I was heartened by Obama's election. I really was. Not because I think or thought that he was particularly liberal or progressive, but because he was more liberal and more progressive than anybody who's made a credible run for President since I can remember. I had no illusions that suddenly, just because we elected a black man to the Presidency, who spoke well and articulated the hopes and dreams of the best of America, that all of a sudden the entirety of the Progressive agenda would be enacted or that everything was going to magically change for the better. But given the choice between Obama and McCain, there was no choice. And things have gotten better.
But they need to keep getting better. And this whole fuck-it-all, they're-all-the-same-so-I'm-just-gonna-take-my-bat-and-ball-and-go-home attitude that I see everywhere is just fucking horseshit. Do you believe in a Progressive agenda? Do you want to make the world a better place? Then get out there and fight for it. Do something. Raise money. Call your congressional representatives. Write letters. Blog. Fight and win the war of ideas.
This is about more than you, or how you feel. Politics is not therapy. There are serious problems in this world and this country that need solving, and if you're not in the game then nobody cares what you think or how you feel.
Take Martha Coakley. I don't particularly support her. She's a milquetoast candidate who's run a terrible campaign. She might even lose. To a Republican. In Massachusetts. But you know what? I gave her money today. You know why? Because if her opponent wins, he'll support a filibuster when the reconciled Health Care Reform bill comes to the Senate floor, and there won't be the votes to override the filibuster, and Health Care Reform will die. And while it's not the bill that I want, what it represents is the recognition, on a federal level, that every American is entitled to adequate health care. That's fucking huge. That's something that will never be taken away. Social Security, when first legislated, left all kinds of people out. It didn't even include cost of living adjustments. But over the years, bit by bit, it was expanded, and fixed, and got better, and now noone even thinks about trying to roll it back. And everybody in America has some income they can count on when they get too old to work. And that's a good thing.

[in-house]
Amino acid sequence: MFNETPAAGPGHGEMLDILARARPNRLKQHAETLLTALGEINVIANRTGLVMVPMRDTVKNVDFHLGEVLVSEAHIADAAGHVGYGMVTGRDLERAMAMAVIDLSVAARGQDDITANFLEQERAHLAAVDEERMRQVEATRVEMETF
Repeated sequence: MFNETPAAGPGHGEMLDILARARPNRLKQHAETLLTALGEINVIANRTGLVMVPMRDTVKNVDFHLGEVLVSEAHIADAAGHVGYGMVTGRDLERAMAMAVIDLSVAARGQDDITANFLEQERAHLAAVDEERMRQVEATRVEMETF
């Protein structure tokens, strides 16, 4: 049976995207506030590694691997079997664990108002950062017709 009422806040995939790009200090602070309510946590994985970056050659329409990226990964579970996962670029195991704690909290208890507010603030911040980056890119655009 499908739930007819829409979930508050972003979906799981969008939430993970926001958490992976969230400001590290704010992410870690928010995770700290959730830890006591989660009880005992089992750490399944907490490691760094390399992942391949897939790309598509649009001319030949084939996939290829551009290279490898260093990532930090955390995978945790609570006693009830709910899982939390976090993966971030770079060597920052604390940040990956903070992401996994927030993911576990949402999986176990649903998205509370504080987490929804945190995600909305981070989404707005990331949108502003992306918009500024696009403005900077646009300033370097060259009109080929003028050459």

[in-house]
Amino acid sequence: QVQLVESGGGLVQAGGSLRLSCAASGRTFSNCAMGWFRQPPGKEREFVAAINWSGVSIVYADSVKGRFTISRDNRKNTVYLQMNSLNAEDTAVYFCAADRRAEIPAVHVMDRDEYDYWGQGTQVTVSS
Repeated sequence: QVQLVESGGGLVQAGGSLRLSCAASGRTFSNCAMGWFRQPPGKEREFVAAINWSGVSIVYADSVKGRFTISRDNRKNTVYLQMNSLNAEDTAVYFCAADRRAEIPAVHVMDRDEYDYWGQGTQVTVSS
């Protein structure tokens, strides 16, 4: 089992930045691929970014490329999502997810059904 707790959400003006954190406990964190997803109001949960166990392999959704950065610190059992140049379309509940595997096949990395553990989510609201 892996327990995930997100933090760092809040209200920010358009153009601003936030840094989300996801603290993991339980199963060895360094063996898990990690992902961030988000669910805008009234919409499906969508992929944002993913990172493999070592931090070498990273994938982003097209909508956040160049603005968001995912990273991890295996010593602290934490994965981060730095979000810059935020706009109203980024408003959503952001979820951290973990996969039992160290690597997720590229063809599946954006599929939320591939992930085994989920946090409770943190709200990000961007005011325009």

And it'll be the same for Health Care Reform. That's why Republicans and the Insurance industry have fought so hard against it. It's a game-changer, another nail in the coffin of conservatism's stupid notion that the rich should be left alone to fuck everybody else over as roughly and raggedly as they want.
You can be as disgusted as you want about the lesser of two evils. I'm right there with you. But throwing up your hands and not participating means that the greater evil wins. And when the greater evil wins, then shit gets worse. Period. Ten years ago everybody on the left was talking about how Al Gore was no better than George W. Bush. And enough of them voted for Ralph Nader, even knowing how close it was going to be, that Al Gore lost and George W. Bush won. You wanna tell me that things would be the same if Al Gore had been President for the Oughts? That we'd roll back environmental protections and fall for al Qaeda's trap? That he'd've given away the budget surplus in a tax cut for the wealthiest one percent of the country and put us in hock to the Chinese to go fight two wars halfway around the world? Cuz if you do believe those things, you are fucking delusional. And while Al Gore would probably have disappointed me, too, the fucking horrorshow that was the Bush Presidency could've been avoided if only the hard left had thought more about the collective good than about their own fucking feelings.
There's a lot that's wrong with this country. Always has been. Probably always will be. But if you want things to get better, you have to keep choosing the lesser of two evils, until you shift things over enough that you can choose the greater of two goods. But until then, you have to keep the pressure on. You have to stay engaged. You have to keep fighting.
It may feel good to throw up your hands and walk away. But it doesn't fix anything. It doesn't make anything better. And it sure as hell isn't going to make the world a better place.